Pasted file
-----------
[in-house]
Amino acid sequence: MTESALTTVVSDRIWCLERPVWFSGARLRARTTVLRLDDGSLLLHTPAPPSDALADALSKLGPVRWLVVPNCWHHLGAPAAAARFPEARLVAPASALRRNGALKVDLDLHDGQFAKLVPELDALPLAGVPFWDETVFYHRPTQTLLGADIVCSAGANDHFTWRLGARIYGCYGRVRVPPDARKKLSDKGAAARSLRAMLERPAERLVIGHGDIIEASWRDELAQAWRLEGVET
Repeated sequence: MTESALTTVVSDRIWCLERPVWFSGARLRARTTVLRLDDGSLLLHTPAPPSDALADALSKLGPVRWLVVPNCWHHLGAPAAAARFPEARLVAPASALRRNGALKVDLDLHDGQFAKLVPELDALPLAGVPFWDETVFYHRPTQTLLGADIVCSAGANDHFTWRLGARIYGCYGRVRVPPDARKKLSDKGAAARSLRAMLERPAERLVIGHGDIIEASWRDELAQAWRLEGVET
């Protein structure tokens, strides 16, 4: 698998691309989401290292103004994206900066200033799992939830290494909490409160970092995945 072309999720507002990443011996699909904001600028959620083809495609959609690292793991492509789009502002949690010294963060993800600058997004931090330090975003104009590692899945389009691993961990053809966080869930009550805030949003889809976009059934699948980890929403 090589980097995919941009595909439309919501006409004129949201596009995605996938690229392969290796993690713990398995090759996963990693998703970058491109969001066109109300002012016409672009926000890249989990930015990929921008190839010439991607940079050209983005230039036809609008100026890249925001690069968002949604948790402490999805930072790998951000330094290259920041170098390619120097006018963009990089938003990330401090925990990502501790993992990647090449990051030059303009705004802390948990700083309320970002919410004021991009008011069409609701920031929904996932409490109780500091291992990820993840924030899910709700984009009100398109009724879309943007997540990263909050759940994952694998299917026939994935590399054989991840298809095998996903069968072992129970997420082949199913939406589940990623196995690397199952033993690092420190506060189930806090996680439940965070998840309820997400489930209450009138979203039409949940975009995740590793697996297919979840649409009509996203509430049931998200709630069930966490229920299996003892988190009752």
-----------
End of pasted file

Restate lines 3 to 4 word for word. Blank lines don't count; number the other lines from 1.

Repeated sequence: MTESALTTVVSDRIWCLERPVWFSGARLRARTTVLRLDDGSLLLHTPAPPSDALADALSKLGPVRWLVVPNCWHHLGAPAAAARFPEARLVAPASALRRNGALKVDLDLHDGQFAKLVPELDALPLAGVPFWDETVFYHRPTQTLLGADIVCSAGANDHFTWRLGARIYGCYGRVRVPPDARKKLSDKGAAARSLRAMLERPAERLVIGHGDIIEASWRDELAQAWRLEGVET
């Protein structure tokens, strides 16, 4: 698998691309989401290292103004994206900066200033799992939830290494909490409160970092995945 072309999720507002990443011996699909904001600028959620083809495609959609690292793991492509789009502002949690010294963060993800600058997004931090330090975003104009590692899945389009691993961990053809966080869930009550805030949003889809976009059934699948980890929403 090589980097995919941009595909439309919501006409004129949201596009995605996938690229392969290796993690713990398995090759996963990693998703970058491109969001066109109300002012016409672009926000890249989990930015990929921008190839010439991607940079050209983005230039036809609008100026890249925001690069968002949604948790402490999805930072790998951000330094290259920041170098390619120097006018963009990089938003990330401090925990990502501790993992990647090449990051030059303009705004802390948990700083309320970002919410004021991009008011069409609701920031929904996932409490109780500091291992990820993840924030899910709700984009009100398109009724879309943007997540990263909050759940994952694998299917026939994935590399054989991840298809095998996903069968072992129970997420082949199913939406589940990623196995690397199952033993690092420190506060189930806090996680439940965070998840309820997400489930209450009138979203039409949940975009995740590793697996297919979840649409009509996203509430049931998200709630069930966490229920299996003892988190009752």